The Team Around the Student includes family, agents and sponsors, subject teachers and peers, with the student’s ‘personal tutor’ as the hub to coordinate communication and support. At Rochester, all of our students have a personal tutor to advise, guide and support them on their individual journeys. Our distance students are no different and meet regularly for one-to-one google meets to discuss all aspects of their learning .Students are also encouraged to reflect and keep track of their well-being. However, important as the tutor-tutee relationship may be, there are a wide range of other relationships that can help to sustain a student’s wellbeing online: their parents at home, their favourite subject teacher, the EAL support teacher or the agent or sponsor who is familiar with the family, the home culture and speaks their first language. These different members in a student’s ‘team’ can have different and invaluable perspectives on their well-being and personal circumstances.

At Rochester, we have found that, “when online learning really works, it is when there is good communication between the ‘team around the student’ and where time is invested to build trusting, effective relationships based on working toward a common goal”. Moreover, the student themselves should be aware of this cohesive team around them and needs to feel confident in knowing who they can turn to for wellbeing and academic support.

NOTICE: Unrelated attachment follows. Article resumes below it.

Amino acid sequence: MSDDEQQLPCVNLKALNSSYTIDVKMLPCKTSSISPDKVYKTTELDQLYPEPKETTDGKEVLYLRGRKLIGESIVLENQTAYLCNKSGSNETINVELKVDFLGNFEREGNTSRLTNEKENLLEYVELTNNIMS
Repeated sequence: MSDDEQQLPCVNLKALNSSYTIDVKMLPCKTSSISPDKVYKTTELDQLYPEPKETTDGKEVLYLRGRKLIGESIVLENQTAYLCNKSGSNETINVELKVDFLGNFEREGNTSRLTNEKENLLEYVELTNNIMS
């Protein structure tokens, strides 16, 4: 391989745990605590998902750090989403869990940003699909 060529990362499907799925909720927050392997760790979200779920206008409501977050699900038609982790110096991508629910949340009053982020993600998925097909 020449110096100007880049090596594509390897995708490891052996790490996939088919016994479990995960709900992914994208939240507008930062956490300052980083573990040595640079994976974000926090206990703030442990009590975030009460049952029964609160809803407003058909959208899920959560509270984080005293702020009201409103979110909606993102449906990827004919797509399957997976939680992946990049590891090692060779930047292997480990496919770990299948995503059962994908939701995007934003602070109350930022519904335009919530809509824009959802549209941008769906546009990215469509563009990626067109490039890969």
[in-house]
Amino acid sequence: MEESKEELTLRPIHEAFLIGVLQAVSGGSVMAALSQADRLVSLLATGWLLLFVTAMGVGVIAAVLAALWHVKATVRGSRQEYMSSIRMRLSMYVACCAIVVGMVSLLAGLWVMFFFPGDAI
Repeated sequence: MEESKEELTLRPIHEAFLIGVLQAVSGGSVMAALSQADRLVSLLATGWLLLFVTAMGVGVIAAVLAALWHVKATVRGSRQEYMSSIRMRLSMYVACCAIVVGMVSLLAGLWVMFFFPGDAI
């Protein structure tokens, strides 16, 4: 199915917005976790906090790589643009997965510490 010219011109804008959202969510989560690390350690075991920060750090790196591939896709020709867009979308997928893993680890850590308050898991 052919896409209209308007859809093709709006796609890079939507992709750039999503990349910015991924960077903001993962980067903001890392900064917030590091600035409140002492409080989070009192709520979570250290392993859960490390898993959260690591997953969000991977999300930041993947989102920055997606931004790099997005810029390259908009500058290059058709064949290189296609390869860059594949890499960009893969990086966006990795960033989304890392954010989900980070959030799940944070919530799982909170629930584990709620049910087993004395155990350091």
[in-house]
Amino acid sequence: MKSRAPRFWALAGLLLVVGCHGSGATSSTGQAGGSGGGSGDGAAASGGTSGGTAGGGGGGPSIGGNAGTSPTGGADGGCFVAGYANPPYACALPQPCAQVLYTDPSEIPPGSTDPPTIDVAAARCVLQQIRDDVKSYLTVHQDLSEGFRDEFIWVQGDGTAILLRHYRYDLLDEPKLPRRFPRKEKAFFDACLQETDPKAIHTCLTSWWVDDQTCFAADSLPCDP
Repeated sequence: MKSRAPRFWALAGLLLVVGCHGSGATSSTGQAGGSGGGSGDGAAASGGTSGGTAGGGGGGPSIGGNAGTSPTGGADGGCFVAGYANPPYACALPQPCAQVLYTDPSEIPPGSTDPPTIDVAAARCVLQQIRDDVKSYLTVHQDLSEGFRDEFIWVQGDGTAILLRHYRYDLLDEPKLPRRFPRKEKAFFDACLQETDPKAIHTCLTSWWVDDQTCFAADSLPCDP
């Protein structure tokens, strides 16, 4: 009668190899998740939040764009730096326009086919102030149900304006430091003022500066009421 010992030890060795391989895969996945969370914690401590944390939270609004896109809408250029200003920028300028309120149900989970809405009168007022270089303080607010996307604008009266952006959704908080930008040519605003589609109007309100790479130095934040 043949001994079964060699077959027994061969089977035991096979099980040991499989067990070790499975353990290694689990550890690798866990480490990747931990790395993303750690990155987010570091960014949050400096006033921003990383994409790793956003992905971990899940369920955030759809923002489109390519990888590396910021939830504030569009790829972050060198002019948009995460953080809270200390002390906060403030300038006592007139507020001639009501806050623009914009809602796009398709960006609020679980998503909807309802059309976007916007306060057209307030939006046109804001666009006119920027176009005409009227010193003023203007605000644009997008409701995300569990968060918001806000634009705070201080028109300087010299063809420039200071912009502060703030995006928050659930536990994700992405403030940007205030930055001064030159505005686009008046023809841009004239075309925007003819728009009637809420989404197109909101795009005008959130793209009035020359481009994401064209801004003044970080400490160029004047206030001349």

An excellent example of an effective ‘Team Around the Student’ approach, has been our Thai Scholars Programme. Since 1991, Rochester Independent College has welcomed many outstanding young Thai academics, who have secured prestigious places on this government funded programme in a national competition. The Thai government funds these exceptional students through their A levels at the College and then through top UK universities. Thai scholars return home, often after completing doctoral study, and go on to work in senior positions for the Thai government.